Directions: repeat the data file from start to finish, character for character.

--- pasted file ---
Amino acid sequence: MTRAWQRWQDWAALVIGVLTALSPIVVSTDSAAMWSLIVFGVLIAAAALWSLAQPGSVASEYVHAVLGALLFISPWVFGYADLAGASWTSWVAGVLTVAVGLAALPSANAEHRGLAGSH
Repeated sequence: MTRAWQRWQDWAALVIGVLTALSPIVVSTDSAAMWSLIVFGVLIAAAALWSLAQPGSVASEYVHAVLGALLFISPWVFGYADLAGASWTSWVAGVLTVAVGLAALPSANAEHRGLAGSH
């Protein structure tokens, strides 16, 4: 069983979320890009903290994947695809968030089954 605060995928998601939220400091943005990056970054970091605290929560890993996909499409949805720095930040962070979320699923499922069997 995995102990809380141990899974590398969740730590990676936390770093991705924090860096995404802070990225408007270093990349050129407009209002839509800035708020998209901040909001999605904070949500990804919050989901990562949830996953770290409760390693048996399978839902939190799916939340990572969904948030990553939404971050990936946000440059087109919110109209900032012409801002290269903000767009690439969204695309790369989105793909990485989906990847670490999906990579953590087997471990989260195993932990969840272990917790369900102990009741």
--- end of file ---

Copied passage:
Amino acid sequence: MTRAWQRWQDWAALVIGVLTALSPIVVSTDSAAMWSLIVFGVLIAAAALWSLAQPGSVASEYVHAVLGALLFISPWVFGYADLAGASWTSWVAGVLTVAVGLAALPSANAEHRGLAGSH
Repeated sequence: MTRAWQRWQDWAALVIGVLTALSPIVVSTDSAAMWSLIVFGVLIAAAALWSLAQPGSVASEYVHAVLGALLFISPWVFGYADLAGASWTSWVAGVLTVAVGLAALPSANAEHRGLAGSH
């Protein structure tokens, strides 16, 4: 069983979320890009903290994947695809968030089954 605060995928998601939220400091943005990056970054970091605290929560890993996909499409949805720095930040962070979320699923499922069997 995995102990809380141990899974590398969740730590990676936390770093991705924090860096995404802070990225408007270093990349050129407009209002839509800035708020998209901040909001999605904070949500990804919050989901990562949830996953770290409760390693048996399978839902939190799916939340990572969904948030990553939404971050990936946000440059087109919110109209900032012409801002290269903000767009690439969204695309790369989105793909990485989906990847670490999906990579953590087997471990989260195993932990969840272990917790369900102990009741």